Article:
To paraphrase Bob Dylan: You don't need a newspaper to know which way the layoffs are blowing. With the unemployment rate at nearly 10 percent, it may only be a matter of time before your boss asks if you can "have a little chat" late on a Friday afternoon. Then again, if you know what you're going to do when the ax comes down, you don't have to worry.

We asked two experts for their wisdom on the topic of life after corporate work. Ernie Zelinski -- despite being an admittedly bad writer -- is the bestselling author of "The Joy of Not Working." Barbara Winter is an author and advice guru for those seeking a "joyfully jobless life." Through their advice and some other solid layoff tips we tracked down, you can turn layoff lemons into post-work lemonade.

After the jump, check out suggestions for making the most of your mandatory time off.

Pick a Recession-Proof New Career
Zelinski mentions debt collector, shoe repairman and bankruptcy lawyer as evergreen jobs that always survive a recession. His rundown of "Best Recession Jobs" also cites alcohol, gambling, pharmaceuticals and "erotic services" as fail-safe careers -- proving that sex, drugs and vice are the best ways to survive the meltdown of capitalism. Want real job security? Become a pill-popping, card-dealing, bartending gigolo.

Reframe the Language
"In the Chinese language, 'crisis' and 'opportunity' are the same characters," notes Zelinski, which might have some bearing on that tramp stamp your girlfriend got in college. "Substitute 'opportunity' for 'problem.' When I got fired from my job over 28 years ago, it was very traumatic. But it was the best thing that ever happened to me. Orson Scott Card said that 'unemployment is capitalism's way of getting you to plant a garden.' Don't freak out just because you got laid off or fired -- sell the produce from your garden." Hell, that's a lesson that intrepid folks in Humboldt County have been trying to teach us for years now.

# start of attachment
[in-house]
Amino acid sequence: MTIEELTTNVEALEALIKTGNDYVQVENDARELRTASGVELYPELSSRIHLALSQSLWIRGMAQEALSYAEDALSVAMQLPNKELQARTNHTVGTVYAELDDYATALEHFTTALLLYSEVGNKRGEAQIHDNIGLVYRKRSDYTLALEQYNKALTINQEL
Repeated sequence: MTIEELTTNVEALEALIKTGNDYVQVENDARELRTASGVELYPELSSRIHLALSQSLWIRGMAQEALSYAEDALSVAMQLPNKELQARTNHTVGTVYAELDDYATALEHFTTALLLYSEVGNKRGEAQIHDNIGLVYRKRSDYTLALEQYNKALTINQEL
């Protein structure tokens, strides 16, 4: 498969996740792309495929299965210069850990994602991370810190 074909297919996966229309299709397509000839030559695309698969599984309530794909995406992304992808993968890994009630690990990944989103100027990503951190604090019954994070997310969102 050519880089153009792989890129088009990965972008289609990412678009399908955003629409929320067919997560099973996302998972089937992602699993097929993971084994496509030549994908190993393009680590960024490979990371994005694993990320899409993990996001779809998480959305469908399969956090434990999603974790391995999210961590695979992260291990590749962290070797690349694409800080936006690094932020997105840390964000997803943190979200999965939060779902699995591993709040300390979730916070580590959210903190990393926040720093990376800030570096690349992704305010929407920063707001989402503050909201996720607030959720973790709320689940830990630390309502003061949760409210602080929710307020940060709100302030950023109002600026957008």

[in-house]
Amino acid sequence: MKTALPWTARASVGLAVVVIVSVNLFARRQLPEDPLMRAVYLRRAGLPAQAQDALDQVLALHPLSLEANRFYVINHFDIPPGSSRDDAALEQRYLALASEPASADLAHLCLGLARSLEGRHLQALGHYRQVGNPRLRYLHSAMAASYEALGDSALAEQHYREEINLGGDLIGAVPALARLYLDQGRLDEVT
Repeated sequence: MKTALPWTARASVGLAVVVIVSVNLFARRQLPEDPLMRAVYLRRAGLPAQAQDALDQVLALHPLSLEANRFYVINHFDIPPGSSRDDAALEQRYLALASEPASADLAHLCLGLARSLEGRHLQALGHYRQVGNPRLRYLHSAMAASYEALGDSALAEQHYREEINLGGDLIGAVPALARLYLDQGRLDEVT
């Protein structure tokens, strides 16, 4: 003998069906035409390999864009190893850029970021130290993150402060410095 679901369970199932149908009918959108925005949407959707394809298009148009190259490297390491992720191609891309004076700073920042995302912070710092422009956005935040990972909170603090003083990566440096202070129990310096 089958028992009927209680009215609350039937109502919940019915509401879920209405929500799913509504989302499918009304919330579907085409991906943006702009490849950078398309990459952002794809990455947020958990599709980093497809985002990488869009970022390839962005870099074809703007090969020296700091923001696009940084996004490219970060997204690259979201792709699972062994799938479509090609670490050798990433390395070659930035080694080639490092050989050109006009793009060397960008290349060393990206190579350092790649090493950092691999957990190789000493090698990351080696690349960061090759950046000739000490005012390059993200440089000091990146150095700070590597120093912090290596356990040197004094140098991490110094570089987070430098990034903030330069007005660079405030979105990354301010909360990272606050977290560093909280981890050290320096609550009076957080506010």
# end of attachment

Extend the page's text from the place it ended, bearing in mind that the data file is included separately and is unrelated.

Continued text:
Start a Business, Outsource All the Work
Empty your savings account to start a new business, and then find cheap contractors around the globe willing to do all your work for peanuts. Sound heartless? Welcome to the 21st-century economy, baby. Zelinski recommends; other post-work gurus like Tim Ferriss, author of "The 4-Hour Workweek," swear by the hire-an-Indian service, Brickwork.

Make Cash As a Hack Writer
While all of the writing you encounter at Asylum is Pulitzer-Prize-winning caliber, it's not vital to be as articulate and ingenious as we are. In fact, as Zelinski attests, you can be a crap writer and still make a killing. Itching to write a book, but don't have the chops? "DO IT BADLY -- BUT AT LEAST DO IT! Jump in! Once you get into it, you will improve," he promises. His "badly written" guide, "The Joy of Not Being Married," earned him $50,000 before taxes.

Self-Employment Is a Tax Haven
One reason not to miss cubicle hell: You can reimagine yourself as a freelancer and take advantage of creative accounting. "Suddenly, your home office, travel expenses, even your book purchases, may qualify as tax deductions," explains Barbara Winter. "This is one of those invisible perks of self-employment, although it becomes more apparent at tax time." Save every single receipt and just hope the IRS doesn't come a-knockin' with a magnifying glass.

Don't Let Joblessness Affect Your Mojo
If you're young and savvy, Zelinski suggests, unemployment won't affect your chances of getting laid. "Read Double Your Dating by David de Angelo and remember not to come across as being a 'nice guy,'" he says, somewhat sinisterly. "An unemployed funny, cocky young man will do a lot better with young women than an employed, 'nice' young guy." If all else fails, we suggest lying. Why not be a funny, cocky young man who just happens to work for a highly successful, imaginary, hedge fund?